The Court’s ruling. Regarding the group’s membership list, the Court denied the motion to dismiss stating there was too little known about the contents, etc. of the group at the present stage of litigation to rule on the issue as a matter of law, without further factual inquiry. However, the Court granted the motion to dismiss regarding the “confidential information” contained in the group stating CDM’s blanket allegations, i.e., that the LinkedIn group contained confidential information, were insufficient. According to the Court, the plaintiff must allege certain messages or classes of messages contain trade secrets and what it is about the messages that satisfy the trade secrets definition.
Takeaways. Whether or not membership lists of private social media groups are protectable under Illinois trade secret law will likely depend on the privacy/confidentiality measures employed to protect to information and whether the information economic value from its secrecy. Regardless, it is safe to say that in no circumstances will a public group’s membership list be protectable because they lack a fundamental tenet of trade secret law, i.e., the information must be “secret.” Moreover, information contained within a private social media group, such as messages, may be protectable. However, for protection to exist, information within the group desired to be protected must be identified with some specificity and have independent economic value. For more on this topic, please join us for today’s webinar Employee Social Networking: Protecting Your Trade Secrets in Social Media
A Chicago federal judge denied summary judgment to an employer alleged to have misappropriated and converted a subordinate’s trade secrets. Stevens v. Interactive Financial Advisors, Inc., Case No. 11 C 2223 (N.D. Ill., Feb. 24, 2015) (Kennelly, J.).
Summary of the case. After 20 years as a licensed insurance broker, Stevens wanted to provide investment advisory services as well. However, he was not a registered investment advisor, and so he affiliated with Interactive which was registered. Stevens uploaded his insurance client and investment customer information — which he considered to be his trade secrets — to the electronic database of Redtail, a technology company also used by Interactive. When Interactive subsequently terminated Stevens’ affiliation, it reassigned his customers to two other Interactive advisors and directed Redtail to block his access to his client and customer information. Stevens sued, charging Interactive and Redtail with trade secret misappropriation and conversion. The court granted the defendants’ summary judgment motion as to Stevens’ investment customers but denied it with regard to his insurance clients.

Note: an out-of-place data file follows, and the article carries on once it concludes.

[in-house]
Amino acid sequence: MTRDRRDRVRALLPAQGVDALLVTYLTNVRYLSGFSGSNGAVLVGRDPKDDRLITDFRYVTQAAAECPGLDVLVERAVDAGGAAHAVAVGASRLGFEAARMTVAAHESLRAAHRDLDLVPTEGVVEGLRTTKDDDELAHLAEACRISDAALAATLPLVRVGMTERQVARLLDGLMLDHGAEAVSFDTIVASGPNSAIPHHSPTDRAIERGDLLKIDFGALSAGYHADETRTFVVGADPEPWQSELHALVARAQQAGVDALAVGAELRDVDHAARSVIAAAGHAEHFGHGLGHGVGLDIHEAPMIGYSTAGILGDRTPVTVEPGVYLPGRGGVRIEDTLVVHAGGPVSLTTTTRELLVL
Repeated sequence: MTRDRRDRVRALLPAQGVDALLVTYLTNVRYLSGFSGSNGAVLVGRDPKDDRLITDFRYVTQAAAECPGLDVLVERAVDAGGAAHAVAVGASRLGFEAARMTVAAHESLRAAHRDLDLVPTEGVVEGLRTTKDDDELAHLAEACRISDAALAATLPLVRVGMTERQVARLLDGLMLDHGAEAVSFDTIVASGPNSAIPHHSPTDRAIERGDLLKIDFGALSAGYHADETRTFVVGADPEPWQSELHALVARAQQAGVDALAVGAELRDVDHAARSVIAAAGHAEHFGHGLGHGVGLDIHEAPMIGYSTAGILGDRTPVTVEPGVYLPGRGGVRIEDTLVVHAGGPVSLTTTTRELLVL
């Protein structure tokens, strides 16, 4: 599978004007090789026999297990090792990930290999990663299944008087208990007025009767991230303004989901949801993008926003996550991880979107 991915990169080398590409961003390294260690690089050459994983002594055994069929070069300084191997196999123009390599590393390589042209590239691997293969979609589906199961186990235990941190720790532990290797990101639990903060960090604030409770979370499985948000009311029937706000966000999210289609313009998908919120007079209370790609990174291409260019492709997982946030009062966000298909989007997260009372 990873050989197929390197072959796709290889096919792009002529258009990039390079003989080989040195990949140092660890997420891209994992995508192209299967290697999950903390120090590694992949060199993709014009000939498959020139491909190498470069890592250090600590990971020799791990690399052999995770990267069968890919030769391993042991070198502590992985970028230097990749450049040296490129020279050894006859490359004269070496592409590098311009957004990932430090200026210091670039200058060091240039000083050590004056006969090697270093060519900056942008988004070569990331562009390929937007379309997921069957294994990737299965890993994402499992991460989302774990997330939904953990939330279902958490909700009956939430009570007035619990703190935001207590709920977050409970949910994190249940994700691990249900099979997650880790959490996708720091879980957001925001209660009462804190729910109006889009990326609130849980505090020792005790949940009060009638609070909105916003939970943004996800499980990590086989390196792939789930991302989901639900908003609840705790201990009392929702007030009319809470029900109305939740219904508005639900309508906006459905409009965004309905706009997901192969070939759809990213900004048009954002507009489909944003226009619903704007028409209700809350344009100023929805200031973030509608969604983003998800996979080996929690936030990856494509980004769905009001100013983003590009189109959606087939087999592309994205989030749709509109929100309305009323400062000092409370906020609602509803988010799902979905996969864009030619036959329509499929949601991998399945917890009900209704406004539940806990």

Stevens’ relationship with Redtail. Although Stevens apparently had no written agreement with Redtail, he considered their relationship to be contractual. He paid Redtail for its services relating to his client and customer information.
Termination of Stevens. In year six of Stevens’ association with Interactive, the firm accused him of involvement in a Ponzi scheme and terminated his affiliation. After he was terminated, he still could provide services to his insurance clients but not to his reassigned investment customers.
The litigation. Stevens’ federal court complaint was based on diversity jurisdiction. He alleged that both by blocking access to his data base and by granting such access to other advisors, Interactive and Redtail misappropriated his trade secrets in violation of the Illinois Trade Secrets Act, converted his property, and committed other torts.
The court’s decision on the defendants’ motions for summary judgment.
- Investment customers. Judge Kennelly observed that, as a result of the termination, Stevens no longer was affiliated with a registered securities advisor and, thus, could not legally service his investment customers. Interactive had to reassign them. Moreover, federal regulations and Interactive’s own policies provided that a terminated representative ceased to have a right of access to his investment customers’ non-public personal information. The defendants were entitled to summary judgment, the judge concluded, with regard to Stevens’ claims of misappropriation and conversion of his investment customers’ information because no material issues were in dispute.
- Insurance clients. Material facts were in dispute, according to Judge Kennelly, concerning Stevens’ allegations of misappropriation and conversion of information relating to his insurance clients, and a reasonable jury could agree with Stevens that he owned that information, that it constituted a trade secret, and that Interactive misappropriated and converted it.
Further, the court ruled that a reasonable jury could find that Redtail acted as Interactive’s agent by blocking Stevens’ access to the data base and granting access to others designated by Interactive. According to the judge, if Redtail assisted Interactive in committing torts, Redtail could be held jointly and severally liable with Interactive. In addition, there was a genuine dispute relating to the existence and terms of a contractual relationship Stevens contended that he had with Redtail, and as to the duties Redtail owed to him. For these reasons, Redtail’s motion for summary judgment as to Stevens’ claims of misappropriation and conversion of his insurance clients’ information was denied.